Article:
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Old 04-22-2020, 04:37 PM   #1
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Ford F-53 toe-in

Hi,
It seems like there are a lot of knowledgeable folks in this forum so I am hoping for some expert answers to my questions! I have a 2020 Thor Hurricane 29M on a 2019 Ford F-53 chassis. (<5k miles) I am the second owner. I drove it from Michigan to Texas and back this year and the whole way the front end was wandering back and forth slightly, worse with a cross wind. It was very tiring to drive. All the way to Texas and back I kept thinking that perhaps the toe-in was not set correctly, causing the wandering. So before I made any modification$ I wanted to check it. I drove it straight ahead 15’-20’ then stopped and measured the toe-in. According to my very careful measurements I had 1/8” of toe-OUT! So I backed up and drove ahead again and retook the measurements, it was still the same, 1/8” toe-out. Since it is an almost new coach and the tie rod ends are not rusted I loosened the pinch bolts and lengthened the tie rod ¼ turn, which seemed to me like it should change the toe-in by only a small amount. After the adjustment I backed up and drove ahead again and took another measurement. This time I had 1/8” (or very slightly less) of toe-IN. I didn’t think that ¼ turn would make that big of a change. I then took the coach out for an 8 mile road test. When I returned and re-measured, it was the same, still 1/8” of toe-in. I did not notice a big difference in the handling though, it still wandered a little, but maybe a slight improvement. My questions for the group are:

What is the official Ford spec for toe-in on my coach, or where do I find it?

Does it seem right that I had that much change in the toe-in with only ¼ turn on the tie rod?

The coach is almost empty now; as opposed to being almost fully loaded on our Texas trip. Could loading make a significant change in the actual toe-in?

I am just measuring with two straight edges and a tape measure so I realize it is not the most precise method, but I am careful and it is repeating. I plan to get a professional alignment as soon as things open back up around here. In the meantime, after reading many, many posts on this topic, I ordered a rear trac-bar. I just received it yesterday, so I will be installing it soon and hoping that will reduce the wandering significantly.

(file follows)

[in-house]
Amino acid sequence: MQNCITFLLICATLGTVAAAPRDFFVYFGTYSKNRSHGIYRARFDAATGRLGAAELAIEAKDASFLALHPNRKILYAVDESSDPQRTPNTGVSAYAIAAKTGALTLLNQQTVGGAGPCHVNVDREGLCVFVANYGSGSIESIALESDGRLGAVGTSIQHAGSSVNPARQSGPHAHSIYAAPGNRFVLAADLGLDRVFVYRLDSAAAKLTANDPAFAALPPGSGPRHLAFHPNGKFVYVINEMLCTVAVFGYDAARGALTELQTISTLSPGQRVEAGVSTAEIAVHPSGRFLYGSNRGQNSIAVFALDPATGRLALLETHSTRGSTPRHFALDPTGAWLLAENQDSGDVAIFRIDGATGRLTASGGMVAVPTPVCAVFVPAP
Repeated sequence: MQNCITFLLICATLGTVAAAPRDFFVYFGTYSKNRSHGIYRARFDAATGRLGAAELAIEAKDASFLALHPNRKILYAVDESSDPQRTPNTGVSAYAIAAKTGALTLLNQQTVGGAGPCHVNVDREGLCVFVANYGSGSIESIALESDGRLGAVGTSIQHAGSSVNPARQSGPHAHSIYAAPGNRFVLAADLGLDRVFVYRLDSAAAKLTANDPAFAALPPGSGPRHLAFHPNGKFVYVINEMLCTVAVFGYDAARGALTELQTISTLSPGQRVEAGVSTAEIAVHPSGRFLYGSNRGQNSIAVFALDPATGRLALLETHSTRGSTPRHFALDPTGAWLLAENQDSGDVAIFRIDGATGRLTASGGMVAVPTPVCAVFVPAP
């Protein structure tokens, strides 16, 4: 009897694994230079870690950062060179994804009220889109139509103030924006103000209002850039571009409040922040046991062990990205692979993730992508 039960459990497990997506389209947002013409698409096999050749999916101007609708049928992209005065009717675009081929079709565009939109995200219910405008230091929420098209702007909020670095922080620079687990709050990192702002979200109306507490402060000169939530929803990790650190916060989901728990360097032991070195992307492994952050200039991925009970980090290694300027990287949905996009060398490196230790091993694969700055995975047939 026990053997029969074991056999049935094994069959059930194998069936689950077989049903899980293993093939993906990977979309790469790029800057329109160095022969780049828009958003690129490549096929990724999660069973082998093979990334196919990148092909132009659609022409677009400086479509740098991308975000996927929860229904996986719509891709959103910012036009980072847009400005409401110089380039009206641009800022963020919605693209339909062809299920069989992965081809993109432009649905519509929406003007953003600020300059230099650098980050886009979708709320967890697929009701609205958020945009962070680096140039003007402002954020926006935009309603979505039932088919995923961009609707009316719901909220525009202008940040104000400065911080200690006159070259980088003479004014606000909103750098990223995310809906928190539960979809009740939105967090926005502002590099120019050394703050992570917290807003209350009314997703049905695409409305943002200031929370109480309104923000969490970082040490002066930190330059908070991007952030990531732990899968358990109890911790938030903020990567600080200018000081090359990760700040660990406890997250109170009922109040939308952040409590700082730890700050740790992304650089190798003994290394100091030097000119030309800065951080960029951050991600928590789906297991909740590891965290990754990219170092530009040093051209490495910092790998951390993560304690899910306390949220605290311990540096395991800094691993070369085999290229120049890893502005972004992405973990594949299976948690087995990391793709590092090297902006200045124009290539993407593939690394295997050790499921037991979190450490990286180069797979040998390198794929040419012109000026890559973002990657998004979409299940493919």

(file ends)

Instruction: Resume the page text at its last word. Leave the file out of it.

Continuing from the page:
BTW, I did the CHF before the Texas trip and I thought the sway was acceptable, even when being passed by trucks on the expressway. Other aspects of the handling seemed ok too, it was just the continuous wandering that bothered me.
-Ken
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Old 04-22-2020, 04:42 PM   #2
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+ caster

POPULAR MECHANICS MAY 1973:
START QUOTE:
If too little caster exists, the car will wander and weave,
thus necessitating constant corrections in steering.
END QUOTE:

Your RV has too little positive caster, it should be in the range of +5 to +6 degrees.
Caster on the F53 is adjusted using wedges between the spring and axel. Contact a heavy truck suspension shop for best results.
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Old 04-22-2020, 05:00 PM   #3
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If the RV is more nose down then level you will have less +caster then the +caster you would have if the RV were level or nose up.
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Old 04-22-2020, 05:01 PM   #4
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Toe does not affect wandering.
Toe affects tire wear
Toe can absolutely change due to vehicle loading.
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Old 04-22-2020, 05:32 PM   #5
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[QUOTE=tfryman;5235023

Toe can absolutely change due to vehicle loading.[/QUOTE]

Explain that.
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Old 04-22-2020, 05:55 PM   #6
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Try installing a Safe-T- Plus bar. Did wonders for my wondering F-53 steering experience!
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Old 04-22-2020, 05:59 PM   #7
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I'm curious about what your tire pressures are set to.
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Old 04-22-2020, 06:08 PM   #8